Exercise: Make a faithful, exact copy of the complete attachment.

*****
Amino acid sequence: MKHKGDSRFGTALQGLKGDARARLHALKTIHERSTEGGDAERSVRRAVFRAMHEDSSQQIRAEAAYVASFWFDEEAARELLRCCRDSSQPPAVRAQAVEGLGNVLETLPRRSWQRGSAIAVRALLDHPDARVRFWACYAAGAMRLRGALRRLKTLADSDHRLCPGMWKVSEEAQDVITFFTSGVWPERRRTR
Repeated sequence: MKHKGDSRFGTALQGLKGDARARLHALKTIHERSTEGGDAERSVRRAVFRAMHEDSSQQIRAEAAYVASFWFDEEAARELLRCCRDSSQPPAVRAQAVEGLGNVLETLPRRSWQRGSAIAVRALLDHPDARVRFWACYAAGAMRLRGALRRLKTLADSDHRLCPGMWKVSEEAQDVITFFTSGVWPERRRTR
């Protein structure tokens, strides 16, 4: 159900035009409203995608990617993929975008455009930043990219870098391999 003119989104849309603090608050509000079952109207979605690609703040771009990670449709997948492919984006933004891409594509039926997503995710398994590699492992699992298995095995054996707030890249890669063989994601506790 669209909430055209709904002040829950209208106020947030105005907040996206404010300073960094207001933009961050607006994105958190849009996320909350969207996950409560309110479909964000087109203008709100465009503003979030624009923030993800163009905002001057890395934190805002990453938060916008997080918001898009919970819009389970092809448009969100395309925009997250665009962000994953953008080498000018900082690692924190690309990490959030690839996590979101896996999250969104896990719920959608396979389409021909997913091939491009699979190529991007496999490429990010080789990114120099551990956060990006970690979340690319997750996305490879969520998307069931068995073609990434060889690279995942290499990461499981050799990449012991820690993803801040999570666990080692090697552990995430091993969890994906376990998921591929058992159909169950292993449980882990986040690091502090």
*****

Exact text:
Amino acid sequence: MKHKGDSRFGTALQGLKGDARARLHALKTIHERSTEGGDAERSVRRAVFRAMHEDSSQQIRAEAAYVASFWFDEEAARELLRCCRDSSQPPAVRAQAVEGLGNVLETLPRRSWQRGSAIAVRALLDHPDARVRFWACYAAGAMRLRGALRRLKTLADSDHRLCPGMWKVSEEAQDVITFFTSGVWPERRRTR
Repeated sequence: MKHKGDSRFGTALQGLKGDARARLHALKTIHERSTEGGDAERSVRRAVFRAMHEDSSQQIRAEAAYVASFWFDEEAARELLRCCRDSSQPPAVRAQAVEGLGNVLETLPRRSWQRGSAIAVRALLDHPDARVRFWACYAAGAMRLRGALRRLKTLADSDHRLCPGMWKVSEEAQDVITFFTSGVWPERRRTR
């Protein structure tokens, strides 16, 4: 159900035009409203995608990617993929975008455009930043990219870098391999 003119989104849309603090608050509000079952109207979605690609703040771009990670449709997948492919984006933004891409594509039926997503995710398994590699492992699992298995095995054996707030890249890669063989994601506790 669209909430055209709904002040829950209208106020947030105005907040996206404010300073960094207001933009961050607006994105958190849009996320909350969207996950409560309110479909964000087109203008709100465009503003979030624009923030993800163009905002001057890395934190805002990453938060916008997080918001898009919970819009389970092809448009969100395309925009997250665009962000994953953008080498000018900082690692924190690309990490959030690839996590979101896996999250969104896990719920959608396979389409021909997913091939491009699979190529991007496999490429990010080789990114120099551990956060990006970690979340690319997750996305490879969520998307069931068995073609990434060889690279995942290499990461499981050799990449012991820690993803801040999570666990080692090697552990995430091993969890994906376990998921591929058992159909169950292993449980882990986040690091502090």